In a way, I think we may feel something like them. Pinned against the shore, unable to go back but terrified of what lies ahead. We have anxiety and grief about how we can’t do things as a church the way we’ve always known how to do them: whether that’s worshipping inside the sanctuary together; or doing the Lutefisk supper with the tables and the outfits and the music; or gathering altogether every week for confirmation or every Sunday for Sunday school. We look at all that we want to do, all we could go back to, and we can’t go there. But how do we go forward? We look ahead and all we see is open water, an unknown future that we don’t even know how to navigate, let alone survive. What are we supposed to do? How are we supposed to be the church if we can’t do what we’ve always done?
I know it’s not in the text, but there’s a Jewish tradition called midrash where they take the stories in the Bible and embellish them a little to help see the text differently. I have this midrash in my head of the moments before the sea is split, when the Israelites are worried about how long the pillar of fire and cloud will keep Pharaoh’s army at bay. And Moses commands the people to start walking into the water. I imagine their fear and confusion, but some start doing it. They step into the water, waves lapping up their ankles, then their knees, then their hips and chest. Fathers put children on their shoulders, grandparents hold their children’s hands, and slowly the congregation starts venturing into the sea. And it’s only then, after they’ve started, that Moses raises his staff and the east wind blasts the waters and the sea is split. Suddenly those who were anxiously up to their necks, hoping Moses knew what he was doing, find themselves on dry ground. And they make it to the other side. But they had to step into the water first.
Siblings in Christ, we are being asked to step into the water. We are being asked to do the very thing that every fiber of our being says we can’t do. We’re being summoned to have the faith to trust that God is at work even now, in the midst of a pandemic, when we can’t meet in the sanctuary for worship and we can’t gather for the Lutefisk supper and we can’t do all those things we have always associated with “church,” and trust that God is not going to let the Church drown!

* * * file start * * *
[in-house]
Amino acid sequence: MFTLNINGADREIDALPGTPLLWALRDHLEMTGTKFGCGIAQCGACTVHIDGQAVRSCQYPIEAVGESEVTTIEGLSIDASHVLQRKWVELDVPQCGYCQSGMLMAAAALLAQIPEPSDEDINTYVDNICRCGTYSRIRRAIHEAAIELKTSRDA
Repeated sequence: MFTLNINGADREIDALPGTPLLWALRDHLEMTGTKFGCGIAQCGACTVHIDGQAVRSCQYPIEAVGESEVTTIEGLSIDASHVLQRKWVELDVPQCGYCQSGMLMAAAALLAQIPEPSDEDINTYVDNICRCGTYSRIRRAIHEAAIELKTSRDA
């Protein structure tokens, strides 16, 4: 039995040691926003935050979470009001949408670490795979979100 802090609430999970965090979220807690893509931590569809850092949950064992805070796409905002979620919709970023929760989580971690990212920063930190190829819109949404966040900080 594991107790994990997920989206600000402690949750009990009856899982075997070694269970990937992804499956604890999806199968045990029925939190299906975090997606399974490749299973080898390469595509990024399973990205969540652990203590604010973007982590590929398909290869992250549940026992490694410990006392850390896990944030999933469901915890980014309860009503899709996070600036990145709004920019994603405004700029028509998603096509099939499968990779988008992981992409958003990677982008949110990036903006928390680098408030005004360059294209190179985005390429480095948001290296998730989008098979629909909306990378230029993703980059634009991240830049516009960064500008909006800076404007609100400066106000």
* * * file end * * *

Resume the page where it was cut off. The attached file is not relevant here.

God is not going to let the church drown when it can’t meet together in the sanctuary because God is present with you wherever you are, my beloved congregation!
God is not going to let the church drown when our young people have to learn about their faith whether in confirmation or Sunday school in a totally new way because God is the one who carries us and who sets the fires of hope in our souls and deepens our faith!
God is not going to let the church drown when the fair is cancelled and the Lutefisk supper goes to a pickup service and baptisms happen outside and Bible studies happen in the home and not in the Blue Chair Room because God—God alone—is the one who has called this church together—not us!
So step into the water, my beloved congregation! Step into the water and trust that God is going to save us from this pandemic too. God is going to hold our faith together in this hard time. God is going to inspire us to deepen our trust in Jesus at home and at work and in the public sphere because the church has left the building! So get together into small groups at your homes to study the Bible, or pray through the directory, or sew quilts, or write notes of encouragement. Set aside time every day to explore faith with your children or grandchildren. Call the school, the food pantry, the women’s shelter, the hospital, and ask what help the people of God can offer to help them weather this pandemic. Step into the water. Be the church.
And just you wait, my beloved congregation, because God is going to send an east wind like we’ve never seen before to split the sea before us and show us that glorious vision of the Promised Land, where the Church is truly the body of Christ in the world, where faith leads us to do wonders, where forgiveness and reconciliation reign supreme, where hope does not end, where life conquers death. And it all starts with stepping into the waters of the unknown, and trusting God to guide us.
Thanks be to God. Amen.